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43rdrecce

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Everything posted by 43rdrecce

  1. Certainly looks like a red white red flash. Cheers Paul
  2. Rick, If you can get a few more photos I can have a go with some groovy software I've got on my puta. Just had a look at your existing shots and I agree with Adrian its definitely 2427 for the last four digits. Been playing around with colour filters and curves and it looks to me like T132427 Does that make any sense Adrian? I'll have another go with your next pics. Seems to be a Red White Red flash bordered in white above the T number too. Cheers Paul
  3. Lauren, I've pm'd you I have a number of WOT 2 items and spares. Regards Paul
  4. M3KVG I have a fully working 19 set installation for my Daimler AC. The problem seems will be finding someone to talk to! I did the foundation course that Reme245 mentioned but not used it since. Haven't used a 19 set in anger since the cadets in the 70s. Cheers Paul
  5. Thanks Richard, From the photos I've seen the toothed buckles would seem to be the factory fit. No doubt poor durability was the reason they were replaced later on with the nickel plated type. I doubt this was done completely, other than for repairs, until the postwar period though. I understand that both types were manufactured by Roko, and they had the patent for the 'c' end tags, which also seem to suffer with corrosion. Difficult one really, to be accurate means using this type with all the inherent problems! The correct khaki webbing in 1 1/4" width can be found as it is the width used for US Army trouser belts. The bit I've struggled with is the hardware which doesn't appear to be obtainable. Regards Paul
  6. Thanks Richard, I should pay attention! I know that some of the earlier Fords had leather straps. I had a very original but knackered 1941 canvas for a WOT2 when I had my WOTs. This was all leather fitted and I've heard from other WOT owners that some of the earlier vehicles were so fitted. Have you seen those toothed buckles on other Daimlers? They were certainly fitted on the earliest ACs and I've removed some very tatty examples from several hulks. I've struggled to find nos examples. As I've said in earlier posts I have quite a few of the other Roko buckles and in fact these are still commonly used on saddlery though they seem to be chrome or nickel plated nowadays. I believe the Dingo also originally had these 1 1/4" toothed buckles and stowage straps. Regards Paul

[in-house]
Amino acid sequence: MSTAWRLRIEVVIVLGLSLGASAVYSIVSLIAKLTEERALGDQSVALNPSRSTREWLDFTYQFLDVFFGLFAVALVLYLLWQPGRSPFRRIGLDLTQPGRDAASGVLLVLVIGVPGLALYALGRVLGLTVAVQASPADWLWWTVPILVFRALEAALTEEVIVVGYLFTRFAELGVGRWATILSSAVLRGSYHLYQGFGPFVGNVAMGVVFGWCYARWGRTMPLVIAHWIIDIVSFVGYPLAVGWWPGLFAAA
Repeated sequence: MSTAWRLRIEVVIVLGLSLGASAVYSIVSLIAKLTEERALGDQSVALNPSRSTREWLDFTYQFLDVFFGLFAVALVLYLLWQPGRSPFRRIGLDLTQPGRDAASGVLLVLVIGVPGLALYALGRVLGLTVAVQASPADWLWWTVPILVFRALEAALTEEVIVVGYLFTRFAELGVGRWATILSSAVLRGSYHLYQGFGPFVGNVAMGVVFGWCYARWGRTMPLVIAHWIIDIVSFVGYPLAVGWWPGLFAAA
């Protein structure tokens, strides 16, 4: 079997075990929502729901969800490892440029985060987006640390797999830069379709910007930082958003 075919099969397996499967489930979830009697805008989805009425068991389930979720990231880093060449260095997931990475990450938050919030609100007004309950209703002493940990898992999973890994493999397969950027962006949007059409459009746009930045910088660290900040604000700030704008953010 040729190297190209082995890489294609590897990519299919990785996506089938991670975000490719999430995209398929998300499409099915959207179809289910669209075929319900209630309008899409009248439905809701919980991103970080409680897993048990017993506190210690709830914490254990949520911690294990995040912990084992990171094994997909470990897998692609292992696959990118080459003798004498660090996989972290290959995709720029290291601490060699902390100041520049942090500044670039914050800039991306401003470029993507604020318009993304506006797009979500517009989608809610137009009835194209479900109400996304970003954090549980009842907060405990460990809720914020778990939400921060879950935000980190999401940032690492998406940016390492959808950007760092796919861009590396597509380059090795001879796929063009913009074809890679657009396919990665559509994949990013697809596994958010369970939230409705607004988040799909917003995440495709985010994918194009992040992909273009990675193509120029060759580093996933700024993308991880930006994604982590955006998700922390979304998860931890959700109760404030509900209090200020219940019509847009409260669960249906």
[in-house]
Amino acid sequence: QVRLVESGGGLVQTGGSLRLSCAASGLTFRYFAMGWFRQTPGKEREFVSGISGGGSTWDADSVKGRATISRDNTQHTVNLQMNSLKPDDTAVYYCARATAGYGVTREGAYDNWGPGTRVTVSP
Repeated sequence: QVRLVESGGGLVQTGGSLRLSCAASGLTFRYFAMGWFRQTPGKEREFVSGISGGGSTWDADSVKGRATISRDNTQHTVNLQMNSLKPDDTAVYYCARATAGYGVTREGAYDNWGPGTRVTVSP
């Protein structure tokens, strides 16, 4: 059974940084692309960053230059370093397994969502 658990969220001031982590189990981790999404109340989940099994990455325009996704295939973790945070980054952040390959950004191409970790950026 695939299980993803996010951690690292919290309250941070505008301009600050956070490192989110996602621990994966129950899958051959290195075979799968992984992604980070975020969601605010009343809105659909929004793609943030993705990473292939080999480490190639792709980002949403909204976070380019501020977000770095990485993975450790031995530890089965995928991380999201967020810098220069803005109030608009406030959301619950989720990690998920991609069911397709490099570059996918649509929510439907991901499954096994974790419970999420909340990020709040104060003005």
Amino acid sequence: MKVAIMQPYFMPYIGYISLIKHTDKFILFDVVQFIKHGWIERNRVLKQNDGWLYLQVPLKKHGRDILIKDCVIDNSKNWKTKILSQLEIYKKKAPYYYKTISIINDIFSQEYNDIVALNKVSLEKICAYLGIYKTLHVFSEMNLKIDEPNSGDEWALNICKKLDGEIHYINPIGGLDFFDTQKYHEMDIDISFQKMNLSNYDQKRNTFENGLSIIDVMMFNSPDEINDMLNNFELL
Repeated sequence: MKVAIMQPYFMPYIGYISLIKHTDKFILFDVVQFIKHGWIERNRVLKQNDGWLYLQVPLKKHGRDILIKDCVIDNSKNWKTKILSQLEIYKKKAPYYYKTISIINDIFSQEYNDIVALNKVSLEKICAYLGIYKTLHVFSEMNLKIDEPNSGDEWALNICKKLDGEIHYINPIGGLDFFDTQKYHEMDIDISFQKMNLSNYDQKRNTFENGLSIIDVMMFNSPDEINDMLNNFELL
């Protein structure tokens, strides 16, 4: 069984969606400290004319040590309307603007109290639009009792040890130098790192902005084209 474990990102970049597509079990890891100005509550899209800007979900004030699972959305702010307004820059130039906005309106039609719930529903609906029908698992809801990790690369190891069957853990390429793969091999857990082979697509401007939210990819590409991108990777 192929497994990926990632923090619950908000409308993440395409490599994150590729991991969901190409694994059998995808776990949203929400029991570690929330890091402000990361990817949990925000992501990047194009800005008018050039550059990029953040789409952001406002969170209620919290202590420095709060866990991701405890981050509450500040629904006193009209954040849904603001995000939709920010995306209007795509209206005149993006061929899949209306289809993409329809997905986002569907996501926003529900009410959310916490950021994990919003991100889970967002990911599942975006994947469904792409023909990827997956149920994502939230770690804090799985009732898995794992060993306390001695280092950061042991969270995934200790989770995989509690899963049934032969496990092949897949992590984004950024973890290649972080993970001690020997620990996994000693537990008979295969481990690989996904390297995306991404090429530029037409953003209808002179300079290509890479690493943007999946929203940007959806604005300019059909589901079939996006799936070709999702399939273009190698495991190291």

7. Thanks for posting Ooh tricky one that. To me they look like leather straps! I think I can just see the prong of a standard buckle. Difficult to be sure. Any chance of a clearer image? They also seem to me to have pointed ends. Does anyone have a Bedford parts list that would confirm? Both leather and sometimes even bonded rubber straps were used on early WW2 British vehicles but as shortages of these materials occurred they were replaced with cheaper webbing alternatives. Rubber was used on early Daimlers too, the crew water bottle straps and the stowage for the Hellesen lamp are shown in the parts list as alternative early rubber parts. Can anyone contribute confirmation of types for the main vehicle manufacturers? To return to Jules's original question, the Humber armoured cars used standard Mills type webbing straps judging by the wartime stowage diagrams I have for the Humber III & IV armoured cars. Maybe this applied to all of Humber's production? Regards Paul
  8. Yes I saw those on eBay. They may well be a wartime pattern, certainly that's what the seller was claiming. I haven't come across these as original fittings as all the ones I have seen are fitted to green post war replacement straps. The 1" size are a lot easier to find and I have this simpler type NOS. Does anyone have a wartime photo of this type in use? It would certainly make my life easier as I have these in quantity and in the 1 1/4" size too. They are not the type shown in the parts list for the Daimler or the Valentine as the drawings show the sliding toothed type. Regards Paul
  9. Enlargement of a photo taken on the Daimler production line showing the Roko strap and end tag in a Daimler engine bay.
  10. Roko 1 1/4" tension buckle and 'c' end tag original type used on early Daimlers, Valentines etc Post war 1" simplified version again with the c tag. This type again used on the Daimler and other vehicles Cheers Paul